ch17boc-model - Worksheet for Chapter 17 BOC Questions....

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1 of 10 Worksheet for Chapter 17 BOC Questions. IPOs, Investment Banking, and Financial Restructurin 3/18/03 Introduction This file contains four models: I. Pricing a new issue, II. Analyzing a rights offering, III. Analyzing a zero coupon bond, and IV. Analyzing a bond refunding decision. The various models can be accessed by pressing the TAB keys at the bottom of the screen.
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Chapter 17, BOC Model, Part I 3/18/03 I. Pricing a New Stock Issue Funds raised: $10,000,000 Total earnings: $10,000,000 P/E 20 Book value: $70,000,000 M/B 3 Desired price: $15 Shares outstanding 1,000 Flotation cost: 7% 1. Based on the P/E multiple, the company's value is: Value = $200,000,000 2. Based on the M/V multiple, the company's value is: Value = $210,000,000 Average = $205,000,000 There would also be a DCF valuation, but we will work with the $205 million. 3. Next, the company will have to have a stock split to get the price down to the desired range; use $15/share. Shares = Value / Price/share = 13,666,667 Split ratio = new shares / old sh = 13,666.67 new for 1 old. If D'Mello had this number shares outstanding, here's the resulting EPS and book value per share: Resulting EPS $0.7317 check: $14.63 Resulting book value per share $5.12 check: $15.37 $15.00 4. The company will have to raise $10,000,000 / 0.93 = $10,752,688 5. Now the company mustl sell these new shares at $15 to raise the required funds: Funds needed / Price/sh = 716,846 As noted above, the company and its investment bankers would undoubtedly also do a DCF analysis, and they would privide lots of information in the prespectus. Still, the above analysis shows the essential outline of the procedures that would be followed. Of course, if the company and the bankers could convince investors that the new funds could be invested to earn more than the rate of return currently being earned, then the stock might be sold at more than $15 per share, but if investors were worried about the offering--think asymmetric information--then the price might be lower. If rather than an IPO, the company was already publicly traded, the market price would be the basis for the offering The offering price would probably be lower than the current market price, but it might be higher if investors though great things would be done with the proceeds. A company wants to have an IPO and raise $10 million to finance a new plant. Currently it has 1,000 shares of stock outstanding, its last reported earning figure was $5 million, and its book value is $70 million. Comparable companies sell at a P/E of about 20 and have a Market/Book ratio of about 3 times. The investment bankers want to price the shares at about $15 per share. How should the company proceed?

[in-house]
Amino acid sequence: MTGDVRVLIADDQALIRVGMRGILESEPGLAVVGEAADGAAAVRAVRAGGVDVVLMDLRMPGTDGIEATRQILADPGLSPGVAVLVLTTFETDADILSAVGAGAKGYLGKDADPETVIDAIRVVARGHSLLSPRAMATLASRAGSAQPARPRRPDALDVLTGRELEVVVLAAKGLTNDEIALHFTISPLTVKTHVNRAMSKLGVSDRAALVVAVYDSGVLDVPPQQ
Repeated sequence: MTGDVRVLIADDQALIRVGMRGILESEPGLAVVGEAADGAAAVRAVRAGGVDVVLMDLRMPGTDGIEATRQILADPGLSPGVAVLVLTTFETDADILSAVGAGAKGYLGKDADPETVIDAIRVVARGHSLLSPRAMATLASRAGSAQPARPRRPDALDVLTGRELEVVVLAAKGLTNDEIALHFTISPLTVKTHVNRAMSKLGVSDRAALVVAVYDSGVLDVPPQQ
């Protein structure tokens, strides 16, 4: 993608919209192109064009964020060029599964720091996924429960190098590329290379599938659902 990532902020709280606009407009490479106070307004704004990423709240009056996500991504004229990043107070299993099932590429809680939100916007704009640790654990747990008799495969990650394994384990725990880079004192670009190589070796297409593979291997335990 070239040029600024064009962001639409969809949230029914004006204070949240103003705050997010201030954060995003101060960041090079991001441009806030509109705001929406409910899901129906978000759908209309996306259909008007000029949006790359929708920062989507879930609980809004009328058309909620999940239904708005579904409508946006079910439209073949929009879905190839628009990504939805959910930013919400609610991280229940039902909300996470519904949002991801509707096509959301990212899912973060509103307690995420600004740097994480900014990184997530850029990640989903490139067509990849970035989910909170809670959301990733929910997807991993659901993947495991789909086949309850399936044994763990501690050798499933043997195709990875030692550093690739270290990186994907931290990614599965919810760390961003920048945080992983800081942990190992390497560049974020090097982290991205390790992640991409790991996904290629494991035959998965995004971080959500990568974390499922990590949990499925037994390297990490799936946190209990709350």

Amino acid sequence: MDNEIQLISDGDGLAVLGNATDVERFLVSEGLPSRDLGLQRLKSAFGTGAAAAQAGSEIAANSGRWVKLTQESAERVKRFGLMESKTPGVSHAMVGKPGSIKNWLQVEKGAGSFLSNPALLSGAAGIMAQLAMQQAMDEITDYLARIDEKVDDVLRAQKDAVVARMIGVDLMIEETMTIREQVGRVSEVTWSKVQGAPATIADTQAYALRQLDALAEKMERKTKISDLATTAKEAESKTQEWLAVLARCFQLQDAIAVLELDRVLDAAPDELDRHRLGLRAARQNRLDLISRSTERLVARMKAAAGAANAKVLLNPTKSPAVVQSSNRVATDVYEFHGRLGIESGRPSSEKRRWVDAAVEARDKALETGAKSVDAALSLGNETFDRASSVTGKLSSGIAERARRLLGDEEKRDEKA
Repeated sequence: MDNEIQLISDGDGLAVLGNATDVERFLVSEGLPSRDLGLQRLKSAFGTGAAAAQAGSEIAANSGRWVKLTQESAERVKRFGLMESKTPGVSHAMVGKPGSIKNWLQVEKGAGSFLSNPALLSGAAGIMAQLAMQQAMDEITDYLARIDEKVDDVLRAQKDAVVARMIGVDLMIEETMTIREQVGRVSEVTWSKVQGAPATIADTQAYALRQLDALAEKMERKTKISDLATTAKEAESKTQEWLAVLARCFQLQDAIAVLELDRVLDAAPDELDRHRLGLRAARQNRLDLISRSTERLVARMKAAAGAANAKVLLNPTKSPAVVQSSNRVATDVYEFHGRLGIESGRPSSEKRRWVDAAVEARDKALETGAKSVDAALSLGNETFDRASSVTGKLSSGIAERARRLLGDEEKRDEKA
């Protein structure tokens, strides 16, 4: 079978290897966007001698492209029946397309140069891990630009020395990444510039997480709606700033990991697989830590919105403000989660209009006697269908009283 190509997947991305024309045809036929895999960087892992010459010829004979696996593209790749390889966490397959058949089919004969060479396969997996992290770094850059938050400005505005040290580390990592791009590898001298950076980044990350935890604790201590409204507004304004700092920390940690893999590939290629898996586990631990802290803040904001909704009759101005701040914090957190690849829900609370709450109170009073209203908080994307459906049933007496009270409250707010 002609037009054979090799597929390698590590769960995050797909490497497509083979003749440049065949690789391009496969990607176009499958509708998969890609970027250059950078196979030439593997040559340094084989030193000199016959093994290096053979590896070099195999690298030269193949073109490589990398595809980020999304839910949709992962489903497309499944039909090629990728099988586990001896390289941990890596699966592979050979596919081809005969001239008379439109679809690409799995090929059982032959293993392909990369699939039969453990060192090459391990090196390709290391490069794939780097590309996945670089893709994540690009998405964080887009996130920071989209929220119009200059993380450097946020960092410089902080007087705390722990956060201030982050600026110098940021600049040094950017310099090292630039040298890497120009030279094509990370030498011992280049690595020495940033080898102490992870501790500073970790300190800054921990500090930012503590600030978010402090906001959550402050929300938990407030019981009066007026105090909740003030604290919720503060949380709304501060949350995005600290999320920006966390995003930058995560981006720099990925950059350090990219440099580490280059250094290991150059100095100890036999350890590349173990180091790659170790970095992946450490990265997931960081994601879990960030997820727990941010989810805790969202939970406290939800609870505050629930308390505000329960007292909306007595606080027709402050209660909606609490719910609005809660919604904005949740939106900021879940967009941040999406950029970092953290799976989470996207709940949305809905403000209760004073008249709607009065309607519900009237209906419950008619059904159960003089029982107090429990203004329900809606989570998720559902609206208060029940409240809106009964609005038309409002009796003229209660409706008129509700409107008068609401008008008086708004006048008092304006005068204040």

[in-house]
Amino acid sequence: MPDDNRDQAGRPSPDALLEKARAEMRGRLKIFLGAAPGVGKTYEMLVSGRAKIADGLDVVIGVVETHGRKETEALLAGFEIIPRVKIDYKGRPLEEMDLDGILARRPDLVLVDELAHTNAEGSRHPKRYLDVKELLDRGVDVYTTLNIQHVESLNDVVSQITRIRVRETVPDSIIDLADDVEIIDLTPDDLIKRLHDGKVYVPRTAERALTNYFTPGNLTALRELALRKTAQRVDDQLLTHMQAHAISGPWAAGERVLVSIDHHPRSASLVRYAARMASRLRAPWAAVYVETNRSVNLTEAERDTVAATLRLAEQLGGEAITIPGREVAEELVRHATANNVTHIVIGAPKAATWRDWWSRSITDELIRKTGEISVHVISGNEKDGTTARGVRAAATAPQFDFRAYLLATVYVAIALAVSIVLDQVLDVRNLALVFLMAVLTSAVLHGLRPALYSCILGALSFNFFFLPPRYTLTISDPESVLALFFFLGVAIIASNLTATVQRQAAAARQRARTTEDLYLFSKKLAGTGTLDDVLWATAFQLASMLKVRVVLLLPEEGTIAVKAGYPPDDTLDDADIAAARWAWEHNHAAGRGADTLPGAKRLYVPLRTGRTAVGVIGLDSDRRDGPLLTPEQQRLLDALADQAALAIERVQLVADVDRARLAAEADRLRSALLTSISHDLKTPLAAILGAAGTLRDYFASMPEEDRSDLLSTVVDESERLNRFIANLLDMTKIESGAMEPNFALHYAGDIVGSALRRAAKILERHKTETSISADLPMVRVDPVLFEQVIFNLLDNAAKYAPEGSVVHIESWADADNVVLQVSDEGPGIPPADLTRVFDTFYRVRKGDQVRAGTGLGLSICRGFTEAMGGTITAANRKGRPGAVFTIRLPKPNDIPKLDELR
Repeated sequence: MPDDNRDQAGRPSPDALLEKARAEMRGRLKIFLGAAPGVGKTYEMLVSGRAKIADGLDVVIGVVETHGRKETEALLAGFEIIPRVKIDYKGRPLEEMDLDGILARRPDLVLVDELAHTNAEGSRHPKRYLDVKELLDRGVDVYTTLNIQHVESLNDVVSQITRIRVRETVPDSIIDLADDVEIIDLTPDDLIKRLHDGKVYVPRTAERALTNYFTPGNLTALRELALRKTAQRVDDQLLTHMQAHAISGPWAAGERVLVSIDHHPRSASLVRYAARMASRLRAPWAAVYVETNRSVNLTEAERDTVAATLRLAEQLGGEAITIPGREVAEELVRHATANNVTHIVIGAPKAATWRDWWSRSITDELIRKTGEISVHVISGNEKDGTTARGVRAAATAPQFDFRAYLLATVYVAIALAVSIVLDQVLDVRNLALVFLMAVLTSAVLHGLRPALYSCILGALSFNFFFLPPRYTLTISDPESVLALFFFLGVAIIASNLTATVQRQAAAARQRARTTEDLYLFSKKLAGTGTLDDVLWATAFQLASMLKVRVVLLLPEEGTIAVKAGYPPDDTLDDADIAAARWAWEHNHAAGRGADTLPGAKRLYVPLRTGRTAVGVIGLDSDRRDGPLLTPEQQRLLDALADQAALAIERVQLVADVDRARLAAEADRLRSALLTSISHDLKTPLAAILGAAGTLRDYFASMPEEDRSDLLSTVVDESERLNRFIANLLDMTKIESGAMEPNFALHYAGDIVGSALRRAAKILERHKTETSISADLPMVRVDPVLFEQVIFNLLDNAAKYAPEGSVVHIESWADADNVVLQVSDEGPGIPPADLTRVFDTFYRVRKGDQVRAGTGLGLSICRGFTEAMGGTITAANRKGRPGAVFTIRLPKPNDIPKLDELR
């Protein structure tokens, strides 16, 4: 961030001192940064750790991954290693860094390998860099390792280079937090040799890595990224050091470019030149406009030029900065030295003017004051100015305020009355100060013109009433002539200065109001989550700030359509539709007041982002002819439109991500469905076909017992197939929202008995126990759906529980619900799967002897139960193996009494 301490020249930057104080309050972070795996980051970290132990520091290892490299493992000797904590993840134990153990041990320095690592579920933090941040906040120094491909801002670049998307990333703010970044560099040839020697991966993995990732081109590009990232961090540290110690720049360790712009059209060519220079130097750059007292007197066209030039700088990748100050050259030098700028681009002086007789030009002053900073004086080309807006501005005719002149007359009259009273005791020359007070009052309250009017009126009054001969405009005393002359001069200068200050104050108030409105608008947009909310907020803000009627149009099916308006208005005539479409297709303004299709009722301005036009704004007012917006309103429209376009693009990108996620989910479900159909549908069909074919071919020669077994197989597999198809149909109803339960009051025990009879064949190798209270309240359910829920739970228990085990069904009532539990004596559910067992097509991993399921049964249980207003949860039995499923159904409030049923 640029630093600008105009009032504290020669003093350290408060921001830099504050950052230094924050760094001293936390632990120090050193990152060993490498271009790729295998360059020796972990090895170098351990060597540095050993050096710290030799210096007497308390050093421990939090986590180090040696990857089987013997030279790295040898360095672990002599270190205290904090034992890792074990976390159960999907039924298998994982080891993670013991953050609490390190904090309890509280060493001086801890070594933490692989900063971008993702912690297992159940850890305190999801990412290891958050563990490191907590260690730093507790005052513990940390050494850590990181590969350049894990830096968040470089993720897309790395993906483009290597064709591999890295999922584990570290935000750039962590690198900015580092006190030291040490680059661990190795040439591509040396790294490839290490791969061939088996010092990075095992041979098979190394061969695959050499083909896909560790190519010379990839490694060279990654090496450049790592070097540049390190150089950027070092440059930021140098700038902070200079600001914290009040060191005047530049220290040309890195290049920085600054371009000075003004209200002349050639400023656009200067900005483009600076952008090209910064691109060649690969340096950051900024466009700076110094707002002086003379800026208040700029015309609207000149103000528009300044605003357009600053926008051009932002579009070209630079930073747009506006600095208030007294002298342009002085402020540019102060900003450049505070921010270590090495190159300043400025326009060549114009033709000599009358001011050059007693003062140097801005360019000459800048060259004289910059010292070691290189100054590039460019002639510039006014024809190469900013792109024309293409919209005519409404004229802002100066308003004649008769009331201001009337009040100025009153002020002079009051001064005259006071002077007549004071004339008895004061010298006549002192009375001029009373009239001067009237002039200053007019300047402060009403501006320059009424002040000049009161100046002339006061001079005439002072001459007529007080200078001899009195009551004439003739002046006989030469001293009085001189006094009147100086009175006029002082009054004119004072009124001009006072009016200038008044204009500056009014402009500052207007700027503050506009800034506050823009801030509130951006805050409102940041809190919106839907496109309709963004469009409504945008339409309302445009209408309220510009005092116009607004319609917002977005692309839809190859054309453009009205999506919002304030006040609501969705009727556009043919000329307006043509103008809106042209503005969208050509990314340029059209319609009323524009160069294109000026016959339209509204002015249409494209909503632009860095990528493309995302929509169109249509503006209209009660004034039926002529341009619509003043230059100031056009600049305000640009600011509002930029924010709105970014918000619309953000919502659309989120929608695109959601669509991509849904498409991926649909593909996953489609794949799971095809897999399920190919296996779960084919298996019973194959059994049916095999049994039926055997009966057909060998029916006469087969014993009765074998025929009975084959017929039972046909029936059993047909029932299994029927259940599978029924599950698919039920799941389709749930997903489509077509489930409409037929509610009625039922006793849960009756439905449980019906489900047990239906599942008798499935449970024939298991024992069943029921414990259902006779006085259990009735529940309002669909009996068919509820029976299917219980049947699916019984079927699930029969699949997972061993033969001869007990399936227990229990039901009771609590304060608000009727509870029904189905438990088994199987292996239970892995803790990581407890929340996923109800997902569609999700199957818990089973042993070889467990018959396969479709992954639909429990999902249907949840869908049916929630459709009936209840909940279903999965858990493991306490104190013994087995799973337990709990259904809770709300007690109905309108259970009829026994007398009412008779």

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This note was uploaded on 04/22/2011 for the course BBA FIN 423 taught by Professor Mahmudulhaque during the Spring '11 term at BRAC University.

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ch17boc-model - Worksheet for Chapter 17 BOC Questions....

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